Stay tuned.

Thursday, October 24, 2013

Pretty cool testimonial from a guy that thought he'd never be strong

Hey Paul, so I just finished up another Strong-15 cycle and just deadlifted a PR of 565 tonight. I think that's pretty amazing considering over the last 4 months I've done exactly 2 reps above 500 lbs. in training. A year ago I had pretty much accepted the fact that I'd never deadlift 585 or above. Now I feel like it's not a matter of if but when.

I also benched 350 for the first time ever about 3 weeks ago. I have sucked horribly at benching my whole life. It literally took me 5 years to bench 225. So finally being able to hit an easy 350 felt fucking awesome.

Thanks for all that you do. I can't wait to pick up your base-building manual either. Good luck with your meet. -- Bill Schonberger

Wednesday, October 23, 2013

Last heavy deadlift session

Bodyweight - 264 (was higher earlier in the day)

Deficit Deadlifts -



Deficit Stiff Legs - 545x3, 500x3

Notes - Felt a little below the weather but glad to be done with training for the meet.  Some light stuff the rest of the week.

Tuesday, October 22, 2013

Thoughts about life, crap, training, and 2 - training related shit

I have to preface the next bit of info out there because of the fact that people get so damn butt hurt over what they perceive as "training slights".  This is not a knock on anyone that wears knee wraps.  It is an observation I keep noticing.......

I see a lot of videos now of guys wearing knee wraps in squatting while doing sets of 8 or more reps.  I have no idea why guys are doing this.

If you wear knee wraps, cool.  Wear them for your sets of doubles and triples.  These are the sets that build your limit strength.

If you are doing sets of 8+, you should not be wearing them.  The whole purpose of these sets are to build the musculature involved in squatting.  Take them off, throw your belt on (or not) and do work.  I see a lot of guys now that I feel do things for the purpose of youtube accolades and e-golf claps.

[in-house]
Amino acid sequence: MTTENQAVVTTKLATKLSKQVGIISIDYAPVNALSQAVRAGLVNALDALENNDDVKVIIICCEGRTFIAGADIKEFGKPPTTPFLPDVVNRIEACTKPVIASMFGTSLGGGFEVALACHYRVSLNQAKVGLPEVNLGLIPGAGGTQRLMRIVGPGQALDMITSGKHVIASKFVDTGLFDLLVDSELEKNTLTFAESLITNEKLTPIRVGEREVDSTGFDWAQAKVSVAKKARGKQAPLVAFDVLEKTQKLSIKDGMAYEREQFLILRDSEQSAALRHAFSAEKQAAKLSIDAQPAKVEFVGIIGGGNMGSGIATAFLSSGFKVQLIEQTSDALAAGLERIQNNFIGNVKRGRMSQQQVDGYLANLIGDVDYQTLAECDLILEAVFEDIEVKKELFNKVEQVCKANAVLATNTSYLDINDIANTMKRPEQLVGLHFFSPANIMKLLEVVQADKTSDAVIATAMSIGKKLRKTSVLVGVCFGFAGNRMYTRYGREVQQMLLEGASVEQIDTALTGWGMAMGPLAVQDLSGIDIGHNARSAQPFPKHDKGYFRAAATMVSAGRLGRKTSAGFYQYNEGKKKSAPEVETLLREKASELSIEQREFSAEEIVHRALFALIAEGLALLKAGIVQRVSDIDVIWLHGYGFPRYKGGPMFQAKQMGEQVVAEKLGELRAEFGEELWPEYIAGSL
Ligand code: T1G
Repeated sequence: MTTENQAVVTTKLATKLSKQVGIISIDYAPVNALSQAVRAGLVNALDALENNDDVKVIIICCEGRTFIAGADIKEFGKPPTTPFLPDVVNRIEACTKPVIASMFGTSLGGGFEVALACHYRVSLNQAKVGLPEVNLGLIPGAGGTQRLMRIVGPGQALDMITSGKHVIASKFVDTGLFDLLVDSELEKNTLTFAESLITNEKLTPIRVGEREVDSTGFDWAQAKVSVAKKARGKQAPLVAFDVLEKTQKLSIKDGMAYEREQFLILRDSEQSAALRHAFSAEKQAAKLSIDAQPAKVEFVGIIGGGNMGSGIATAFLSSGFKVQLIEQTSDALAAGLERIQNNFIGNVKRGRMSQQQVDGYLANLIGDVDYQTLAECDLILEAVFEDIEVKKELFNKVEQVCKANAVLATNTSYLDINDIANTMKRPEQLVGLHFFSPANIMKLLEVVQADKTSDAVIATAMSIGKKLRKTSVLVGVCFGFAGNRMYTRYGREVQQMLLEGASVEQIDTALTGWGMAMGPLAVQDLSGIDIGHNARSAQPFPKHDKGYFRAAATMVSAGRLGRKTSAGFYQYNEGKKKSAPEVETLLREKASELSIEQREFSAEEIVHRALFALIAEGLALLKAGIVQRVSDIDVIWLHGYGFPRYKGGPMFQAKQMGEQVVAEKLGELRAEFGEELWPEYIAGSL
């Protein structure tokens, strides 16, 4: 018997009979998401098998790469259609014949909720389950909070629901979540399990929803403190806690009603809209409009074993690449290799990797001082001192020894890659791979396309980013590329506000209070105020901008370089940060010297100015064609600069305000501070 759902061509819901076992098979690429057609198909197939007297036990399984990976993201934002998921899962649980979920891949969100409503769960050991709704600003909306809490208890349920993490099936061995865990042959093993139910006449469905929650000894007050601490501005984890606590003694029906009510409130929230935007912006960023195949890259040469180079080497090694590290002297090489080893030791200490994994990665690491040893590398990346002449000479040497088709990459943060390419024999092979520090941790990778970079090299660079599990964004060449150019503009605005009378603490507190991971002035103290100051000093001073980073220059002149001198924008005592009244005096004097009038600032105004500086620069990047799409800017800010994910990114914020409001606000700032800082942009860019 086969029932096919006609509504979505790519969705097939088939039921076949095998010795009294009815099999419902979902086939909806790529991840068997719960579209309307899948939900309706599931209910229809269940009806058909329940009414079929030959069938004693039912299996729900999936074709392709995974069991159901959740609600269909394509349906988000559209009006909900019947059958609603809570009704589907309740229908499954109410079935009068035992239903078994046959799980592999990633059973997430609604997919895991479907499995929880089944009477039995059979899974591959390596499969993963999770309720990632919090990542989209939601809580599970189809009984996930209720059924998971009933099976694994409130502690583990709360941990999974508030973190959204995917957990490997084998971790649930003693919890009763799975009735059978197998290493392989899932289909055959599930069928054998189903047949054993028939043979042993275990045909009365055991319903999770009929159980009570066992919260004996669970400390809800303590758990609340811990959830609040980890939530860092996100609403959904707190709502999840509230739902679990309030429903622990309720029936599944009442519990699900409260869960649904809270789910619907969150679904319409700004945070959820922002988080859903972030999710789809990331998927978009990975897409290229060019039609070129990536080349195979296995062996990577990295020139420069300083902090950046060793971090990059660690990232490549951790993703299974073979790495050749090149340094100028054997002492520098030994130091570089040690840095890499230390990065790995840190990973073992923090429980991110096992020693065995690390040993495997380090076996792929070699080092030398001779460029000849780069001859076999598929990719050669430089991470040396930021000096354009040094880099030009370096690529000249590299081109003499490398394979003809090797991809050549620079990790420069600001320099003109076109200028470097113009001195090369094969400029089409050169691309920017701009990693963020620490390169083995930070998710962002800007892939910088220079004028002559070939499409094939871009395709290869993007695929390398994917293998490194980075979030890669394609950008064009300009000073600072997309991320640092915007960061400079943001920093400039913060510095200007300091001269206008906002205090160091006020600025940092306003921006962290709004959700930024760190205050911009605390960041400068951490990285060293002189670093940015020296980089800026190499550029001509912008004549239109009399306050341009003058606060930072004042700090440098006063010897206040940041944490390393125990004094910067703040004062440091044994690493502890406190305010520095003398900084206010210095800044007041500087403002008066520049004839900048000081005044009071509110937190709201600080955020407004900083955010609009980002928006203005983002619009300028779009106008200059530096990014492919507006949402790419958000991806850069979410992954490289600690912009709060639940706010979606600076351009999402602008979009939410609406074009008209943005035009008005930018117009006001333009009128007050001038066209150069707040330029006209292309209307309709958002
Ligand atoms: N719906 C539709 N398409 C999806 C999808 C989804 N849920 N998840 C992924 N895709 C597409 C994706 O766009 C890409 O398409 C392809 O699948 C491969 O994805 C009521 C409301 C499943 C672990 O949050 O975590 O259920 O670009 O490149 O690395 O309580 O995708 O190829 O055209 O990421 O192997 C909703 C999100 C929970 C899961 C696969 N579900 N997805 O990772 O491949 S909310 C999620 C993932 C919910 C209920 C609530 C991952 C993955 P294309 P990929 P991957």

People have stopped understanding the reasons for doing something or not doing something.  

So just to offer up a simple guideline.....

Sets of 2-5 reps = knee wraps are cool
Sets of 8+ = don't wear em

No different than straps and pulling.  No one should be using straps to pull just a few weeks out from a meet.  Train like you have to compete.  You won't be using straps come meet time, so why are you using them for training to prepare?  Again, I have no idea why guys are doing this.  The mechanics in the pull aren't the same.  I think this is why I see guys pulling 700+ for reps easily but then can barely pull that for a single come the meet.  Why?  The movement is totally different.  So you're not training your competition pull when you throw the straps on.  

If you wanna wear straps to get some reps in, use the same mentality I outlined for knee wraps.

Sets of 2-5 = no straps
Sets of 8+ = throw em on for "assistance work"

After my 405 triple last night on incline I received a lot of questions about why I do incline so close to a meet, and how or why I feel it helps my bench.

I've been over the latter too many times to count now.  So I will address the former.

Benching really beats me up after a while.  I can generally bench for 3-4 weeks before my pec tendons get sore, and my elbows go to shit.  Incline doesn't beat me up as bad as benching, even if I go heavy on it.  And because I get good carryover from incline to bench, it's a great option that allows me to still train heavy when I can't train bench.  

Generally how I manage this for a meet is to set up the strong-15 short cycle with three bench days, and two days of incline.  


week 1 - bench
week 2 - incline
week 3 - bench
week 4 - incline
week 5 - bench

However this cycle I've felt more awful than usual, and ended up doing incline the last two weeks.  

I can tell you that anyone I've set this type of cycle up for has had tremendous success in increasing their bench with it.  Most guys bench far too much, and avoid incline because guess what?  It's hard.  Well if it's hard, you should be doing it and trying to find a way to get better at it.  Not avoiding it because it hurts your clitoris.  

"What about your elbow wraps, Paul?  You wear those!"

I do.  However it's because if I don't wear them, my elbows hurt so bad the next few days I can barely pick up a gallon of anything.  Years of being stupid with shit like 185 pound skull crushers and the like will do that to you.  So I have to baby them now.  Come meet time, I try to have a pretty extended amount of time off from heavy pressing so that they don't bother me on meet day.  Trust me, I wish I did not have to wear them at all, and I don't throw them on until the last few heavy sets of pressing.  

If your knees hurt like that on squats, then yeah throw on knee wraps for squatting sets of 8+.  However, I don't feel like this is the case most of the time.  I feel like it's because guys egos take a serious youtube hit when they knee wraps come off.  Until a few months ago, I had never benched more in elbow wraps than out of them.  I hope to fix this once again after relentless.  

Monday, October 21, 2013

Training for Relentless - Last heavy pressing day

Bodyweight - 264

Incline Press -


405x3 PR

Tit Machine - 4x10
Rear Delt Machine - stack x15
Rope Pushdowns - 4x20